Additionally, pain in an area that's swelling or bruising or that doesn't get better after several days merits a visit to a health care professional. A severe case of DOMS could indicate rhabdomyolysis, a rare but serious condition that's caused by injury to your skeletal muscles. When rhabdomyolysis occurs, potentially toxic compounds are released into the bloodstream, which can lead to dangerous complications such as kidney failure.
Massage and Foam Rolling
If you can swing the cost of a professional massage or have a willing partner who will knead a sore area, massage therapy can certainly help decrease the pain brought on by DOMS. A 2017 review of studies published in Fronts in Physiology determined that massage therapy after intense exercise does wonders for getting rid of DOMS pain, as well as improving muscle performance in the future.
If an actual massage isn't in the cards, the second-best scenario is self-myofascial release, which is the fancy term for giving yourself a massage. This is most easily done by foam rolling. Use the foam roller by positioning the targeted area over the roller and slowly but firmly pressing your body down, pushing on the sore spot for between 30 and 90 seconds. Release the pressure and repeat if necessary. You can also target the sore muscles, such as your calves, by rolling your body over the roller.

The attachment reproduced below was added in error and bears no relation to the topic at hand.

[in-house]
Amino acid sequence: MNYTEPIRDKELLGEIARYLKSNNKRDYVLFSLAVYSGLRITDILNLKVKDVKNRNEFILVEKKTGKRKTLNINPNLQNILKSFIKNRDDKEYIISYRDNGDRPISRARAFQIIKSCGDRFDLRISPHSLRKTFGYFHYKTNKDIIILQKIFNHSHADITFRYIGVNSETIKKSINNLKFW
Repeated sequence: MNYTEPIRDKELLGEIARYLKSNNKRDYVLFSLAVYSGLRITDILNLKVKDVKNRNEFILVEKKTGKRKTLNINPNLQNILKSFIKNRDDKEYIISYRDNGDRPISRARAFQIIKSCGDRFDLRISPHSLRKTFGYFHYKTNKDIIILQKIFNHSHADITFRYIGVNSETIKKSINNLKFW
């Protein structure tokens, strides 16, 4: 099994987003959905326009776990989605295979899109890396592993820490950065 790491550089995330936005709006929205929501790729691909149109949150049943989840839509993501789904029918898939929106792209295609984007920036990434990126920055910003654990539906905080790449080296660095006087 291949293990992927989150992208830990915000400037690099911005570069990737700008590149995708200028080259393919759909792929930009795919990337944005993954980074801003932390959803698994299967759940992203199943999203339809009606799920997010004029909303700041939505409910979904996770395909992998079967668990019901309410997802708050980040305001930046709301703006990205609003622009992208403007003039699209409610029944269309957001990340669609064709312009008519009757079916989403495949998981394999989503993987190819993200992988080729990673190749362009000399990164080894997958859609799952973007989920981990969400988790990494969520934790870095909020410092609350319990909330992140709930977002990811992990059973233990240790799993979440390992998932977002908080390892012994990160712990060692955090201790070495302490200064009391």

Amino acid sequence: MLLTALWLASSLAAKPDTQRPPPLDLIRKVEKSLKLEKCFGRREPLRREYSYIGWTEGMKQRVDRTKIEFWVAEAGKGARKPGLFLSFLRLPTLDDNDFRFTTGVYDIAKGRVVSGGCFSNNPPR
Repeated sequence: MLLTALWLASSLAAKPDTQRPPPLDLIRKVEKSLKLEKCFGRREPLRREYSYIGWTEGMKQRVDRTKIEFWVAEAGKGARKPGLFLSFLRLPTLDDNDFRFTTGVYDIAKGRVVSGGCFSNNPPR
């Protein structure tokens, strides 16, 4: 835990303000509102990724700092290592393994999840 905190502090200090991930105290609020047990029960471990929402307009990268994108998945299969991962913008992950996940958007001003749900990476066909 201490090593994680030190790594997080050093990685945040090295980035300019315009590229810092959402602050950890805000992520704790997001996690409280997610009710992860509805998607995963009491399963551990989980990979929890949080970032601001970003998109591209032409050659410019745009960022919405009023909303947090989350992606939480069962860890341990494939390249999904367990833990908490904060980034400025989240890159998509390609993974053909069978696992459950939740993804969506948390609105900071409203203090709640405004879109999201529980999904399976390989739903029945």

A study published in the Journal of Athletic Training in 2015 found that foam rolling for about 20 minutes immediately after exercise, as well as every 24 hours afterward, effectively reduces the symptoms of DOMS.
The stiff foam allows you to put a good amount of direct pressure on sore areas, which helps break down the tightness that can be causing some of the pain. If you have pain in a muscle that's hard to get to with the long, cylindrical shape of a foam roller, use a tennis or lacrosse ball in the same manner to pinpoint the sore muscle.
Read more: Sore Muscles? 8 Tips to Ease the Pain